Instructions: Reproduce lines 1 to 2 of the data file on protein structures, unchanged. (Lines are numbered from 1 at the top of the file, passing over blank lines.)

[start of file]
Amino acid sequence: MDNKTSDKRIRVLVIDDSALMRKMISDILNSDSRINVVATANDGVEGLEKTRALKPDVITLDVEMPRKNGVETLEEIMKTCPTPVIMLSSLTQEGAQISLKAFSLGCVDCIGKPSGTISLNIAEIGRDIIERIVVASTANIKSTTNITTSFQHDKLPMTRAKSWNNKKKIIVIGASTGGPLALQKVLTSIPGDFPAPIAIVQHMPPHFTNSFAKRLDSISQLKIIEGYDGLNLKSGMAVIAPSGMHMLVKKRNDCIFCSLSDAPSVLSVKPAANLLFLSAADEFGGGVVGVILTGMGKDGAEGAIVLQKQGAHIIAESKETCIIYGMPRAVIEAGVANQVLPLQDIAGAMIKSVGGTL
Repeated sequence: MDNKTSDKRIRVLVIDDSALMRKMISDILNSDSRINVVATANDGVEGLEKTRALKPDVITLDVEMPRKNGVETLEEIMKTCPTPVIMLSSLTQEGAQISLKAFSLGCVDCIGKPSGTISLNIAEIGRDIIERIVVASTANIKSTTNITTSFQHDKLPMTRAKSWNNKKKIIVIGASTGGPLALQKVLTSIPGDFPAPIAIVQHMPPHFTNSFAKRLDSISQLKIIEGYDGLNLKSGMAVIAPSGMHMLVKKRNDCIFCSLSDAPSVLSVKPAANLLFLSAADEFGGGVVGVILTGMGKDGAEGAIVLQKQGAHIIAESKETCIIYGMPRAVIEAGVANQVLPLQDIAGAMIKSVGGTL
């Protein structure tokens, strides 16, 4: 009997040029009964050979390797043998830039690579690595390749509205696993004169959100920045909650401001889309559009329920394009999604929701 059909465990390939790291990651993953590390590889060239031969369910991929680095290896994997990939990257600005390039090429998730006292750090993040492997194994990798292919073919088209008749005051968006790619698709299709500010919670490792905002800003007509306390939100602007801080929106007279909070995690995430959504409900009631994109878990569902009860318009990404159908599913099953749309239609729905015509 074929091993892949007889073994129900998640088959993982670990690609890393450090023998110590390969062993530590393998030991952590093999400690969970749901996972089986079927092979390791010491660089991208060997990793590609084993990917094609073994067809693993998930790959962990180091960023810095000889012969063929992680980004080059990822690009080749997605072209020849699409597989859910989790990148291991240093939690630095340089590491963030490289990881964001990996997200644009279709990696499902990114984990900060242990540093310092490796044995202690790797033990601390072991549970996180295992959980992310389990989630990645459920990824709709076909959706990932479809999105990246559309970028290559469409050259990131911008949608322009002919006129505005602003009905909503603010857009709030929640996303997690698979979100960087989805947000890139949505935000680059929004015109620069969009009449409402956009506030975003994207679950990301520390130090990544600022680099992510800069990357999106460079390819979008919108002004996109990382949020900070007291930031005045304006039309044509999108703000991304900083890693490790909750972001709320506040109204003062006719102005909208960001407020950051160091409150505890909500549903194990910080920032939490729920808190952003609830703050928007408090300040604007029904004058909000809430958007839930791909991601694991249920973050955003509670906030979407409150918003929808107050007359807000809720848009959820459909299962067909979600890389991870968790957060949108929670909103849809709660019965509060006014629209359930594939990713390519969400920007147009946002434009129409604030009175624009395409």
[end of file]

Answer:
Amino acid sequence: MDNKTSDKRIRVLVIDDSALMRKMISDILNSDSRINVVATANDGVEGLEKTRALKPDVITLDVEMPRKNGVETLEEIMKTCPTPVIMLSSLTQEGAQISLKAFSLGCVDCIGKPSGTISLNIAEIGRDIIERIVVASTANIKSTTNITTSFQHDKLPMTRAKSWNNKKKIIVIGASTGGPLALQKVLTSIPGDFPAPIAIVQHMPPHFTNSFAKRLDSISQLKIIEGYDGLNLKSGMAVIAPSGMHMLVKKRNDCIFCSLSDAPSVLSVKPAANLLFLSAADEFGGGVVGVILTGMGKDGAEGAIVLQKQGAHIIAESKETCIIYGMPRAVIEAGVANQVLPLQDIAGAMIKSVGGTL
Repeated sequence: MDNKTSDKRIRVLVIDDSALMRKMISDILNSDSRINVVATANDGVEGLEKTRALKPDVITLDVEMPRKNGVETLEEIMKTCPTPVIMLSSLTQEGAQISLKAFSLGCVDCIGKPSGTISLNIAEIGRDIIERIVVASTANIKSTTNITTSFQHDKLPMTRAKSWNNKKKIIVIGASTGGPLALQKVLTSIPGDFPAPIAIVQHMPPHFTNSFAKRLDSISQLKIIEGYDGLNLKSGMAVIAPSGMHMLVKKRNDCIFCSLSDAPSVLSVKPAANLLFLSAADEFGGGVVGVILTGMGKDGAEGAIVLQKQGAHIIAESKETCIIYGMPRAVIEAGVANQVLPLQDIAGAMIKSVGGTL